Sam Tanenhaus has a piece about presidential war powers that helps me understand why he commissioned a review of a bio of Willie Mays that consisted mostly of nostalgic blubbering about the Brooklyn Dodgers and the horrors of relief pitching:
But Mr. Obama might also have been acknowledging something else: that he holds office at a time when the presidency itself has ceded much of its power and authority to Congress. His predecessors found this, too. Bill Clinton discovered it after the 1994 election, when Newt Gingrich, the architect of the Republican victory in the House, briefly seemed the most powerful politician in the land.
George W. Bush discovered it 10 years later when he claimed a mandate after his re-election, only to see two of his prized programs — privatizing Social Security and immigration reform — wither amid resistance in Congress.
To note the obvious:
- This is the same as it ever was. There has never been a time in history where presidents routinely just rammed their policy preferences right down the throat of an unwilling Congress. And, yes, that very much includes FDR.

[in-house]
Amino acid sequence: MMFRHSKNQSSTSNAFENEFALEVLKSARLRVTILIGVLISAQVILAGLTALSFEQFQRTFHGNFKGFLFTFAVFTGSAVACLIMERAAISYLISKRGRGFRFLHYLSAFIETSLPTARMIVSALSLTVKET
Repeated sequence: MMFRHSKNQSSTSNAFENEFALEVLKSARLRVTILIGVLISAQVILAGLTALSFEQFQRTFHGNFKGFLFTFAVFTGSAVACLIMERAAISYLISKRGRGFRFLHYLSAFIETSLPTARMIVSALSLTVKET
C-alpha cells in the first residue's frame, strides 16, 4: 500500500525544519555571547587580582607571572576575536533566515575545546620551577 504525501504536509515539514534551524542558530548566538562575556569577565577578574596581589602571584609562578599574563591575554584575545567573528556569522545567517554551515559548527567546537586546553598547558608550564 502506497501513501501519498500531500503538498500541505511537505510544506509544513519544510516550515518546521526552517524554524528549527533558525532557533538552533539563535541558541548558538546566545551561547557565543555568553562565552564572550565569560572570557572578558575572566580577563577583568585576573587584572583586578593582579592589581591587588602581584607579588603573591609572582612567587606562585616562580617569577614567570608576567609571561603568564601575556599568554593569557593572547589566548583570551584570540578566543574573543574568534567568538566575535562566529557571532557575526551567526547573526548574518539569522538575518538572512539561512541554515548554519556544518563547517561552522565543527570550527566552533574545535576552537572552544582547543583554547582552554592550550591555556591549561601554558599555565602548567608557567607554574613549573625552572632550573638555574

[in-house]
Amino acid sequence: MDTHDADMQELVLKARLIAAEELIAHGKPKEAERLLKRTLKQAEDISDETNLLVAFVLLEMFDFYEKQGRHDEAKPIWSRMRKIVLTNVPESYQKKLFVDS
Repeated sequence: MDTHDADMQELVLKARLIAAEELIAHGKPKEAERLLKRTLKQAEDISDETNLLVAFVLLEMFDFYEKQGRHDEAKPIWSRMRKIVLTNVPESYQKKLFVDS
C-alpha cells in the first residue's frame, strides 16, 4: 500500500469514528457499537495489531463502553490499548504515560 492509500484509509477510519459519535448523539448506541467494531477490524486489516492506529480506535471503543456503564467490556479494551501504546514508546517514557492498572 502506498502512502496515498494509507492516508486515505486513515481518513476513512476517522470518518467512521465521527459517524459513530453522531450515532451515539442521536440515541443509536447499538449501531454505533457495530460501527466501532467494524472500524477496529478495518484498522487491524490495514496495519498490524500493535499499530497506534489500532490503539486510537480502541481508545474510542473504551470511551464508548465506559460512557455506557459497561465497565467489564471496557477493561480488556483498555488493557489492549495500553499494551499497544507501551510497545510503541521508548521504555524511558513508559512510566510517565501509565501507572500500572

- Syria is a very strange example to use as a hook for an argument about declining presidential power. The authority of presidents to make war (unlike their before-the-fact powers on domestic policy) have substantially increased over the last century, and Congress failing to go along on Syria wouldn’t actually be a good counterexample. The Libya example strongly suggests that had Obama just unilaterally decided to launch cruse missiles at Syria he could have done so without Congress doing anything about it. He chose to request congressional approval, therefore putting the power of inertia against his policy rather than in favor of it — but the key words there are “he chose.” It doesn’t really tell us anything about the power of modern presidents to order military strikes.
- If the decline in presidential power is supposed to be that Obama couldn’t just force Congress — including the house controlled by the other party — to go along, again there’s no actual change in presidential powers happening.
I’m not sure why the Times didn’t just go directly to Drew Westen if it wanted this terrible argument made again.